MKUltra


Project MKUltra (sometimes called the CIA mind control program) is the code name given to a program of sometimes illegal experiments on humans designed and undertaken by the United States Central Intelligence Agency. The experiments on human beings were intended to identify, develop drugs and procedures to be used in interrogation and torture in order to weaken the individual to force confessions through mind control.

The operation began in the early 1950s, was officially sanctioned in 1953, was reduced in scope in 1964, further reduced in 1967, and officially stopped in 1973. The program was implicated in many illegal activities, including the inadvertent use of US and Canadian citizens as their test subjects which led to controversy regarding their legitimacy. MKUltra used numerous methodologies to manipulate people’s mental states and alter brain functions, including the surreptitious administration of drugs (especially LSD) and other chemicals, hypnosis, sensory deprivation, isolation, verbal and sexual abuse, among other forms of psychological torture.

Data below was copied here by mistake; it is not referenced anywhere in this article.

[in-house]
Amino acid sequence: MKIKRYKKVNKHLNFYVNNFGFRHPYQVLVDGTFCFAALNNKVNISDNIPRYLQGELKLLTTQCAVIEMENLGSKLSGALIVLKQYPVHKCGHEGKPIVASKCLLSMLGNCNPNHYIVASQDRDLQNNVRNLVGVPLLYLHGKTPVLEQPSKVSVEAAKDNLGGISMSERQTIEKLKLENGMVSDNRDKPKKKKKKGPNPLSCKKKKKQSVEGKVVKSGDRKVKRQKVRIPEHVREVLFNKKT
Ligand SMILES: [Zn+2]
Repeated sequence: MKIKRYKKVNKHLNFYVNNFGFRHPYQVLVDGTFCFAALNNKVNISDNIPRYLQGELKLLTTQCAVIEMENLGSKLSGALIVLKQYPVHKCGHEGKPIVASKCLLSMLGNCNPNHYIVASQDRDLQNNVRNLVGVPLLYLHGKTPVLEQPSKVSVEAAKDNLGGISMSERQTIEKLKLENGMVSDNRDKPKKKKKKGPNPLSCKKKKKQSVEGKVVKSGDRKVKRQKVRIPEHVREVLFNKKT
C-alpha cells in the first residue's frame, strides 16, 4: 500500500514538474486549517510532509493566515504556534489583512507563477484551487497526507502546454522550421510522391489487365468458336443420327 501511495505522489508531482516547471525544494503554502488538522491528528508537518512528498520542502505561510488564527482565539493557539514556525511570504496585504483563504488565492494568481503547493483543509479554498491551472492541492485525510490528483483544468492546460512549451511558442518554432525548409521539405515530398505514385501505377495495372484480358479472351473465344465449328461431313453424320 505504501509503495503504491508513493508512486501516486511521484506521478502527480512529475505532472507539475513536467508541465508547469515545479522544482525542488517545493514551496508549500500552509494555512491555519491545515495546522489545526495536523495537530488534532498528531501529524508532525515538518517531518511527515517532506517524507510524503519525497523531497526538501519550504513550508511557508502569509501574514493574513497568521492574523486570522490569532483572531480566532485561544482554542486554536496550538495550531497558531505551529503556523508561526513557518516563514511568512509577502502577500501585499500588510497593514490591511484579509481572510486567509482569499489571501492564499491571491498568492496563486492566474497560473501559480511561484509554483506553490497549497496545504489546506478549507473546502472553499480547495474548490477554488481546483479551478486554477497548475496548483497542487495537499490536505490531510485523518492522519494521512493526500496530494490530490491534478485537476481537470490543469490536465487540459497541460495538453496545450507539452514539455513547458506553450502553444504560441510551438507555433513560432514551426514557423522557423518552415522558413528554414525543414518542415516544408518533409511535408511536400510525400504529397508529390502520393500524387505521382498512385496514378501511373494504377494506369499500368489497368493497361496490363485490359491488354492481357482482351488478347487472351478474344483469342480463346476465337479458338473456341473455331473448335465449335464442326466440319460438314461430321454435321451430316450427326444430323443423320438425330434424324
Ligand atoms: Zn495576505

The scope of the MKUltra Project was broad, with research conducted at 80 institutions, including 44 universities, hospitals, prisons, and pharmaceutical companies. The CIA operated through these institutions using front organizations, although senior officials in these institutions were sometimes aware of CIA involvement.

Project MKUltra was first brought to public attention in 1975 by the US Congressional Church Committee and a Gerald Ford commission to investigate CIA activities in the United States. Investigative efforts were hampered by the fact that CIA Director Richard Helms ordered the destruction of all MKUltra files in 1973; The Church Committee and Rockefeller Commission investigations relied on the sworn testimony of direct participants and the relatively small number of documents that survived Helms’ destruction order.

In 1977, a Freedom of Information Act request uncovered a cache of 20,000 documents related to the MKUltra project, which led to Senate hearings later that same year. In July 2001, some information surviving MKUltra was declassified.